ISTANBUL, Turkey—Turkey is finally getting serious about building a domestic carbon trading scheme, and many Western governments and carbon market analysts worldwide are watching to see if it will follow through on its pledges.
"The government has been dragging its feet for quite some time on this," said Simone Ruiz, European policy director at the International Emissions Trading Association, a trade group.
As an emerging economy, Turkey isn't required by any international agreements to reduce carbon dioxide, a major greenhouse gas, despite being one of the world's biggest polluters. But after a successful run in the thinly traded voluntary carbon market, the government has signaled serious interest in creating a mandatory carbon trade at home.
The chief motivation is economic—to eventually become a major international supplier of carbon offsets and make Turkish businesses more globally competitive—but officials say carbon trading will also encourage more renewable energy production in its fossil fuel-dominated electricity system.
In a first step, Turkey plans to release legislation by the end of 2011 to build its capacity for monitoring, reporting and verification of emissions data—a system known as MRV. "This new MRV focus has come as a very good surprise," said Ruiz.
The MRV law will take effect in 2014 and will allow the government to track about half of Turkey's emissions using rules similar to those in the European Union's Emissions Trading Scheme (EU-ETS), the world's largest carbon cap and emissions-trading program, or "cap and trade." The scheme sets a limit on global warming emissions and allows utilities and other emitters to trade pollution permits among themselves.
Turkey's carbon-regulation program could be linked to Europe's—when, and if, it opens.
For now the timeline and form of the scheme are still very much up in the air. Under Turkey's notoriously vague 2011 National Climate Change Action plan, the government must create cap-and-trade "infrastructure" by 2015—but it's not clear how binding this mandate is and what is expected to happen beyond MRV.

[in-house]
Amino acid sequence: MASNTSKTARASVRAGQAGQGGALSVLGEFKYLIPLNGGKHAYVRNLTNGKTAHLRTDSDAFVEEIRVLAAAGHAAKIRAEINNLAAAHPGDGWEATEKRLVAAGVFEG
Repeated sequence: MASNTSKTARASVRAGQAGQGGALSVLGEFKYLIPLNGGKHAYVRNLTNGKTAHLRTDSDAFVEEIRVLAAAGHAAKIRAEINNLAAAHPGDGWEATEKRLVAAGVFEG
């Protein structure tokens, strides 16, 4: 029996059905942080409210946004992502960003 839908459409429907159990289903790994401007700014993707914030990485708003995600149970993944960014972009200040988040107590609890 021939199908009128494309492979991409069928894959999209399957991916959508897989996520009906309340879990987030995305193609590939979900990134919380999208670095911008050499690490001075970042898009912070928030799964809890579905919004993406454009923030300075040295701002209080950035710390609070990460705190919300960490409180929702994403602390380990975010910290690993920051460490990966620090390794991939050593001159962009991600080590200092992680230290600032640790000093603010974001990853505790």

ISTANBUL, Turkey—At the end of June, Henry Puna, prime minister of the Cook Islands, a 90-square-mile archipelago in the South Pacific, traveled more than 11,000 miles on an unusual fact-finding mission to Turkey's Bozcaada island in the Aegean Sea.
Puna came to see Bozcaada's hospital and the house of its governor — two of the only buildings in the world partially powered by hydrogen-generated electricity. The unique prototype technology, which sounds like a back-to-the-future experiment, has been churning out zero-emissions power for the past few months.
At the governor's house a 20-kilowatt rooftop solar array and a free-standing 30-kilowatt wind turbine generate clean electricity, which is run through an electrolyzer that splits water into hydrogen and oxygen. The hydrogen gas gets compressed and stored in tanks on the island and is later converted back into electricity whenever extra power is needed. The gas can also fuel hydrogen cars or vessels.
Currently, Bozcaada's system supplies all the electricity at both buildings, as well as a boat and golf cart. Combined, it's equivalent to powering about 20 households in Turkey.
That minuscule amount is emblematic of the uphill battle that hydrogen technologies face in becoming a solution to reckon with in the contest for alternative fuels. Still, experts say the facilities on the small Aegean outpost, 175 miles southwest of Istanbul, illustrate some of the more promising uses of hydrogen as an energy carrier — especially its potential to fill crucial niches within a larger clean energy economy.
ANTALYA, Turkey—Turkey's weak policy support for solar power hasn't stopped the sun-soaked southern city of Antalya from forging ahead with plans to exploit its solar resource — and to encourage other local governments to follow suit.